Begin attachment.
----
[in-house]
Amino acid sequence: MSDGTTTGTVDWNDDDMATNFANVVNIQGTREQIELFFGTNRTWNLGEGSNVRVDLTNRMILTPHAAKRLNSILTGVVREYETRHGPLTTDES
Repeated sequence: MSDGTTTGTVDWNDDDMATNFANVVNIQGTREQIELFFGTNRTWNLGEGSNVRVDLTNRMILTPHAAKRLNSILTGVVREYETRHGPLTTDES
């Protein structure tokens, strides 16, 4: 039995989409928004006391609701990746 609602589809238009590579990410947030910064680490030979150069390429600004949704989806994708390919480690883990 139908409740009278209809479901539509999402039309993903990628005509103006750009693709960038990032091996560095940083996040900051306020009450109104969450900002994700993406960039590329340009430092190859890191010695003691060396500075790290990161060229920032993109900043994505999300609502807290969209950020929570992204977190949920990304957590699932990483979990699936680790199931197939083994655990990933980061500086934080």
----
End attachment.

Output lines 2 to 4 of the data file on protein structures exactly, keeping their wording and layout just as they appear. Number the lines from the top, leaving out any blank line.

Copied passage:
Amino acid sequence: MSDGTTTGTVDWNDDDMATNFANVVNIQGTREQIELFFGTNRTWNLGEGSNVRVDLTNRMILTPHAAKRLNSILTGVVREYETRHGPLTTDES
Repeated sequence: MSDGTTTGTVDWNDDDMATNFANVVNIQGTREQIELFFGTNRTWNLGEGSNVRVDLTNRMILTPHAAKRLNSILTGVVREYETRHGPLTTDES
């Protein structure tokens, strides 16, 4: 039995989409928004006391609701990746 609602589809238009590579990410947030910064680490030979150069390429600004949704989806994708390919480690883990 139908409740009278209809479901539509999402039309993903990628005509103006750009693709960038990032091996560095940083996040900051306020009450109104969450900002994700993406960039590329340009430092190859890191010695003691060396500075790290990161060229920032993109900043994505999300609502807290969209950020929570992204977190949920990304957590699932990483979990699936680790199931197939083994655990990933980061500086934080």